I would like to say Habbo Hotel spread from school child to school child like a Flash-powered lice infection, until it nested in my own home computer, because that is a colourful metaphor that expresses my distrust of the sickly internet games that plagued my early teens. But really I found it by chance. It was a mostly innocent sorta-MMO about being a tiny lego-like person in a cartoon chatroom. A game of dressing up in cool clothes and having shinier toys than your cyber-neighbour. And as such, the perfect game for the unwell years of the 2000s. I live with the shame of being one of the Hotel’s previous guests.
It was a chatroom with an avatar. You made a character, walked into the lobby, and explored the rooms and suites of other disgusting teenagers and kids. I do not know why we were there. Maybe I wanted to make friends nobody else could see. And to show those invisible friends my sweet new cool digital t-shirt. Maybe. Ultimately, I know not why the Habbos hotel. I was compelled simply by virtue of colour and affordability to check in to this cyber-labyrinth. It was free. You could give yourself a baseball cap.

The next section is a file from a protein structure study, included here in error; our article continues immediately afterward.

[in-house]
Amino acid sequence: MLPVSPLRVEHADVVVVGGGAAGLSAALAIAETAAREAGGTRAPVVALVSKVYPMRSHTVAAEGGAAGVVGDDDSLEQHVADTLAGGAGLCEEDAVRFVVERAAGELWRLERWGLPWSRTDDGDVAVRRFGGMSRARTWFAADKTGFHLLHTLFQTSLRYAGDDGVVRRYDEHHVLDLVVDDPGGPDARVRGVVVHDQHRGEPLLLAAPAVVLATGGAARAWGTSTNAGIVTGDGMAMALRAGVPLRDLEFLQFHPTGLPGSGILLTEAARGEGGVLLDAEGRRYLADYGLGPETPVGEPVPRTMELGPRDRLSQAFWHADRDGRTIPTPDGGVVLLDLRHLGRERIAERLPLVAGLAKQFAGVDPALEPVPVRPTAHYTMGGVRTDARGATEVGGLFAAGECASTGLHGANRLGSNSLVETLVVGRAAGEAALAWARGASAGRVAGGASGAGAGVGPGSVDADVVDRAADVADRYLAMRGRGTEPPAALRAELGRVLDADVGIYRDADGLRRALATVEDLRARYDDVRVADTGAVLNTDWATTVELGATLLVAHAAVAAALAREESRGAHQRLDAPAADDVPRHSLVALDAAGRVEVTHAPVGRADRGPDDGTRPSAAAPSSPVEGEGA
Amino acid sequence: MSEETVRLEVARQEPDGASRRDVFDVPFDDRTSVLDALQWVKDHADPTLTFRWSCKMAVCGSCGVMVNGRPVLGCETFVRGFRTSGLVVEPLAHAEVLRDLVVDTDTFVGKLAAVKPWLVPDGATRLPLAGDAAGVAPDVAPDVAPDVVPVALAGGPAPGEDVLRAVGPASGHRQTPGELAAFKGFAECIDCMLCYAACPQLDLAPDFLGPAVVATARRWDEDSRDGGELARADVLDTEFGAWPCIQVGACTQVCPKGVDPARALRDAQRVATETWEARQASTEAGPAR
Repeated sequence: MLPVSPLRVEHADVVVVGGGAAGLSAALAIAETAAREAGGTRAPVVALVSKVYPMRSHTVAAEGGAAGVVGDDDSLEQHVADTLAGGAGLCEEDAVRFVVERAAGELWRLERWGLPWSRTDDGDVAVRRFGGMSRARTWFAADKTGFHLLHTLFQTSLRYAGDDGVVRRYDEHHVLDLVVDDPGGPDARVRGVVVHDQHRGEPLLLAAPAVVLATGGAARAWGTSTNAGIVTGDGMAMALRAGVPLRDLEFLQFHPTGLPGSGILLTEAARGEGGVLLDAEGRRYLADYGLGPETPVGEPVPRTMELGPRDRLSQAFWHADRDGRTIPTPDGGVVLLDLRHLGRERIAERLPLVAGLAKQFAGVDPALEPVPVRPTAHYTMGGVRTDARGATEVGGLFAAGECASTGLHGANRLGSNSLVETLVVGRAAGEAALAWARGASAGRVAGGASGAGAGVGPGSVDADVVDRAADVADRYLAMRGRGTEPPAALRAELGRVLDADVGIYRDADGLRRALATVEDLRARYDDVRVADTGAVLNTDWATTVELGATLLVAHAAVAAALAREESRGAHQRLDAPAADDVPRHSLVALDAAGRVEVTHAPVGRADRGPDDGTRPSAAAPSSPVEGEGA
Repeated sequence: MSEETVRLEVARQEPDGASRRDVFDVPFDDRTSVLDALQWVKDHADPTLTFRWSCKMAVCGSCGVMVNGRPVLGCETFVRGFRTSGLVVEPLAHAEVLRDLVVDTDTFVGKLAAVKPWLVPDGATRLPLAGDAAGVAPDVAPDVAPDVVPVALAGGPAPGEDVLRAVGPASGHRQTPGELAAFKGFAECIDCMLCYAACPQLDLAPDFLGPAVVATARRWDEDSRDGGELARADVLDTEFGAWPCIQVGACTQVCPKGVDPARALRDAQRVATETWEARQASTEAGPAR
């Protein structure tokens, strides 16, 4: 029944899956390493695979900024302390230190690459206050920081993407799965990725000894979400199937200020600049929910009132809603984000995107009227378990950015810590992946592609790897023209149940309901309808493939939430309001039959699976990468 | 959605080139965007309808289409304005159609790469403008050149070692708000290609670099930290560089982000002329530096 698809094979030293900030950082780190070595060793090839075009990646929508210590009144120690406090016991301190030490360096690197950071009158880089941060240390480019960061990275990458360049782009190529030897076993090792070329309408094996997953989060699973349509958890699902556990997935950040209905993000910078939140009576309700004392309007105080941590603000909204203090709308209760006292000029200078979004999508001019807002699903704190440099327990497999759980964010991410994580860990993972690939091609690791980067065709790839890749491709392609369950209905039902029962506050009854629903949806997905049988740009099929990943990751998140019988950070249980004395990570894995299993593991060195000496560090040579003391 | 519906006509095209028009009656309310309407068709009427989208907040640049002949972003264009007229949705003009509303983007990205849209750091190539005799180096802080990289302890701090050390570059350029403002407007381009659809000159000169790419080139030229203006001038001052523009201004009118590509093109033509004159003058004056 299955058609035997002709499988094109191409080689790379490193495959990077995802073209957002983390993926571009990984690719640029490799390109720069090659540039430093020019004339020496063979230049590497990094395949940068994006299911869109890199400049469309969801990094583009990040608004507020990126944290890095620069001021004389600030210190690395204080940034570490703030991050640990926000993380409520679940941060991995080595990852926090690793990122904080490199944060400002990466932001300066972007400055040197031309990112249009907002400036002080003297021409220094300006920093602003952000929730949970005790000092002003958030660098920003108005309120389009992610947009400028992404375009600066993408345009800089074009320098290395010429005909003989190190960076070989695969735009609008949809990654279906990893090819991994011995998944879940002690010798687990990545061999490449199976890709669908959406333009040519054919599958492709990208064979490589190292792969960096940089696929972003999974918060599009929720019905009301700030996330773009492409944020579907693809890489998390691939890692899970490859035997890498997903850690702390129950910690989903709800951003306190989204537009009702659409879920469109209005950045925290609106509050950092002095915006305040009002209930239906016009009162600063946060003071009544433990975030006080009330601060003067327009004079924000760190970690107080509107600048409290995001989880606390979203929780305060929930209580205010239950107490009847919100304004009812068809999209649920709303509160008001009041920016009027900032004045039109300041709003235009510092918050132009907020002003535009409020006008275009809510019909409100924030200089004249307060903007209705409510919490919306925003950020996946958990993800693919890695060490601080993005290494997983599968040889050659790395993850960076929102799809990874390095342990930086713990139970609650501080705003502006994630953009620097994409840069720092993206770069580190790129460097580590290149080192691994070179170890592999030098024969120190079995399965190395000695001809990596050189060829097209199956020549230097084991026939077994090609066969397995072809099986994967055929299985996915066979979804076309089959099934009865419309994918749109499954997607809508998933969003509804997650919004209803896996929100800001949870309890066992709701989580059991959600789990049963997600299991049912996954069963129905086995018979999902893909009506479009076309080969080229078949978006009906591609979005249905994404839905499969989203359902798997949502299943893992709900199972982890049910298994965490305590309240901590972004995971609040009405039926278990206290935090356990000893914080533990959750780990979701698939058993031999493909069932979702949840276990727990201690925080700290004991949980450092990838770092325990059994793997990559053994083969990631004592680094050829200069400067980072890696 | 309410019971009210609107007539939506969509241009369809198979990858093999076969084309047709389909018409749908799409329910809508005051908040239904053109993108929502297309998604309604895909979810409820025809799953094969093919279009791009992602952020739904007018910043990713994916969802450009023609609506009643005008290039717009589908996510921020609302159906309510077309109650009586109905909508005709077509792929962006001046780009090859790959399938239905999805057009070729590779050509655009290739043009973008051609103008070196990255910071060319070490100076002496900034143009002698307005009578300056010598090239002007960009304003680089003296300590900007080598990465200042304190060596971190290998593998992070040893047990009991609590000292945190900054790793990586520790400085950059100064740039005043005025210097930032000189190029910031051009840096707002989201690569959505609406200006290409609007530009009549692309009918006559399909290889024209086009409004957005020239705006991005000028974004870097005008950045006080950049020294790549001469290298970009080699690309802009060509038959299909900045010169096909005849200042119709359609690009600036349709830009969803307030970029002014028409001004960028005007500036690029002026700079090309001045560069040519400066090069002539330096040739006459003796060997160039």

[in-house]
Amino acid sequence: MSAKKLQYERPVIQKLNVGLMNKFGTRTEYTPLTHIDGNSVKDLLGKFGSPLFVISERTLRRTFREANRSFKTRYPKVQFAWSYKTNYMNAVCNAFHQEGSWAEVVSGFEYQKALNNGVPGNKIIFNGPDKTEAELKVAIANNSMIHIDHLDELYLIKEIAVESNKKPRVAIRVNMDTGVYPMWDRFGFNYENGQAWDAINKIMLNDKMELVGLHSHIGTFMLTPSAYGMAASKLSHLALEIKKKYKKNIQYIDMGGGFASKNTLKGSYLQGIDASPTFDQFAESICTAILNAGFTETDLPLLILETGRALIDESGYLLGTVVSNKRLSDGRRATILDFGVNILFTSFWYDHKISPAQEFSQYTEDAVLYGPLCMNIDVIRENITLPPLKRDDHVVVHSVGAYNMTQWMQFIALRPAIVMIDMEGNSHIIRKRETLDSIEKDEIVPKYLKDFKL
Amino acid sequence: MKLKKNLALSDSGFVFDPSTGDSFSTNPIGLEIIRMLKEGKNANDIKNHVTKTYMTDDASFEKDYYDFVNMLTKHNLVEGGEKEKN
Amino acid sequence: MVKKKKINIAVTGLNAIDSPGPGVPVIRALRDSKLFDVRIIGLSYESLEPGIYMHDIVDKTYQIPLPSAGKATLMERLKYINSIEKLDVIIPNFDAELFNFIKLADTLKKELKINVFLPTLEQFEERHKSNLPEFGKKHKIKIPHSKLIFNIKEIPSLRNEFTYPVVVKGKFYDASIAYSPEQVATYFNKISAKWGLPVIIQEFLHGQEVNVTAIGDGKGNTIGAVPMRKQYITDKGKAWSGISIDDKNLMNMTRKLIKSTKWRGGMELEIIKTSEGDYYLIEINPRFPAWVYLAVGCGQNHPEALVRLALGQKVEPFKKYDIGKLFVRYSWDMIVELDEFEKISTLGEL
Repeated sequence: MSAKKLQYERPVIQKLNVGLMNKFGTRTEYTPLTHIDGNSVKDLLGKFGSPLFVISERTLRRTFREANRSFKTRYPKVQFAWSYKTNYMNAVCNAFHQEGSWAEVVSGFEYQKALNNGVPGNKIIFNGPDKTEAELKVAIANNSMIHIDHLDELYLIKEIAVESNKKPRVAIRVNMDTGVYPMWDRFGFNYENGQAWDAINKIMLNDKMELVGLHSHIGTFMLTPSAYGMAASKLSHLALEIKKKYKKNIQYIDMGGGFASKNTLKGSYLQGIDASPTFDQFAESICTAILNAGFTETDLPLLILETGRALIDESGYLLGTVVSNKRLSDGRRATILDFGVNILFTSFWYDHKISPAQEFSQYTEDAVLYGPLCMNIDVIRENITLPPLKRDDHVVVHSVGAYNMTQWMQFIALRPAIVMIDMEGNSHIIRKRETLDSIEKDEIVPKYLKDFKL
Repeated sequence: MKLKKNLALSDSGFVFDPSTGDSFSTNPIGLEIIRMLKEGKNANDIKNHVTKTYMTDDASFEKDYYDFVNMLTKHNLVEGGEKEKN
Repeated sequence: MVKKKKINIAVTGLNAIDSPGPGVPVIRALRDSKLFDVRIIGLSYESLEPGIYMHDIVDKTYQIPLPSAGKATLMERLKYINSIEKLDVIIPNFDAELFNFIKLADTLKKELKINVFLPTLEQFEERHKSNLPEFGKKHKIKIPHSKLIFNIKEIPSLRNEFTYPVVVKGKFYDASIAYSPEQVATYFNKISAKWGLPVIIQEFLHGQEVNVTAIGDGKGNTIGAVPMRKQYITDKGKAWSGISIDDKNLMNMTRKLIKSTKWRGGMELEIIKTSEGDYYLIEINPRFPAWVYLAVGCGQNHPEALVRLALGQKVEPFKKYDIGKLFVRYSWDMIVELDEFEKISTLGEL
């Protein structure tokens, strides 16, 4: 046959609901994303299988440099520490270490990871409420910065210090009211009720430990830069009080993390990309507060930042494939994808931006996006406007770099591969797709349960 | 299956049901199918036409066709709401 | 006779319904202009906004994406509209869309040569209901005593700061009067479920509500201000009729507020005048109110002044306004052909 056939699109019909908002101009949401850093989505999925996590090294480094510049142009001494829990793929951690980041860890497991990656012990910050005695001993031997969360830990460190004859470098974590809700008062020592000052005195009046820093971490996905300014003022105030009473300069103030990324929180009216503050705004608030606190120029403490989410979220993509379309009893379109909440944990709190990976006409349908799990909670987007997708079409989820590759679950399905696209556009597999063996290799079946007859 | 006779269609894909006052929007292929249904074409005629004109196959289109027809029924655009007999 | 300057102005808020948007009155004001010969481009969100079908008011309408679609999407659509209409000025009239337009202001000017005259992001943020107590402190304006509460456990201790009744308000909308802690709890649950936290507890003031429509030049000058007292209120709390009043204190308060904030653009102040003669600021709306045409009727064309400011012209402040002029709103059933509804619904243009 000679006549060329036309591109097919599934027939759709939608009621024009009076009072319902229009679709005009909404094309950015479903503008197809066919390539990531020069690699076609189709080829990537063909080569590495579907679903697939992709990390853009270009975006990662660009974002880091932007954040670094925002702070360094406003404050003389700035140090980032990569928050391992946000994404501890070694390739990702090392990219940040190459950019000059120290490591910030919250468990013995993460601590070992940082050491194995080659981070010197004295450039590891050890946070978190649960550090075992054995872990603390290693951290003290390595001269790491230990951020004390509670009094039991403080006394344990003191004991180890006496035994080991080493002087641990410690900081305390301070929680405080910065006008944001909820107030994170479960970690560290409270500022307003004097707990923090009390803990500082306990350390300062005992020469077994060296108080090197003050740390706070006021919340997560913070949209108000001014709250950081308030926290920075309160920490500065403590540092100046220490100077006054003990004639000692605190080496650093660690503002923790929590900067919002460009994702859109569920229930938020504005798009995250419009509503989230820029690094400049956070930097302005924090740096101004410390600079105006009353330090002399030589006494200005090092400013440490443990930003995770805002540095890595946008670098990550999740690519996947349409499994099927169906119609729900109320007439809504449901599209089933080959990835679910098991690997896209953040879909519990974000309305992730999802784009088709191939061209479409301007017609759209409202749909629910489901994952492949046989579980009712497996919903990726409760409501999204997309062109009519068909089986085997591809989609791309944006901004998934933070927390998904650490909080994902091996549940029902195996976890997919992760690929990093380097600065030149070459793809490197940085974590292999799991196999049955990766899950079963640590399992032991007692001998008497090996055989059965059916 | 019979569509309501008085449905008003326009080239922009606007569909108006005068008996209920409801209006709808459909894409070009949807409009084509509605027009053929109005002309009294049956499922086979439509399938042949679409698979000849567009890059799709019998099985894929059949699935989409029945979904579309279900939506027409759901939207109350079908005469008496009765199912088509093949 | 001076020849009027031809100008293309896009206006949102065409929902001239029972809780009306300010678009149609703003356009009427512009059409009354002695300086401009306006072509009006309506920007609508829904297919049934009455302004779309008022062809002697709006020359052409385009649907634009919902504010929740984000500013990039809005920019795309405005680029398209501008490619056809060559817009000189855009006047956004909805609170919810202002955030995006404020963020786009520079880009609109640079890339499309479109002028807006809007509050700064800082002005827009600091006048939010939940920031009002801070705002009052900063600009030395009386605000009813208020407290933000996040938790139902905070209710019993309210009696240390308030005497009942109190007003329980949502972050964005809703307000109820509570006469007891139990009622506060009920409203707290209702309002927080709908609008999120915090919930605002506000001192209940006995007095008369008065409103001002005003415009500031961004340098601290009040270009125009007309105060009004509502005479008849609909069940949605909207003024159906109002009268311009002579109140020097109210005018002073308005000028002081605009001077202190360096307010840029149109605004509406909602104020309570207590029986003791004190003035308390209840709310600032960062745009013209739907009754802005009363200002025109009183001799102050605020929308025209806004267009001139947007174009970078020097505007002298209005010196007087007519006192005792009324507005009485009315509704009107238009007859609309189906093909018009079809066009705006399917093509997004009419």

The realm of the Habbos still exists, but the “hotel” has been dropped from the name of the website. The suggestion is that this is now a whole world, not a single building. But it is still free-to-play (and, it turns out, vulnerable to scammers). I like to think that old hotel is still there, however, in a forgotten and rarely visited corner of the Habbo continent. The paint peeling off the ceiling, the corridors filled with piles of unused collapsible seats. Its pool and restaurant frequented with unthinking daily ritual by a handful of dying patrons who never left.
Thanks for the memories, Habbo Hotel. I’m glad I checked out.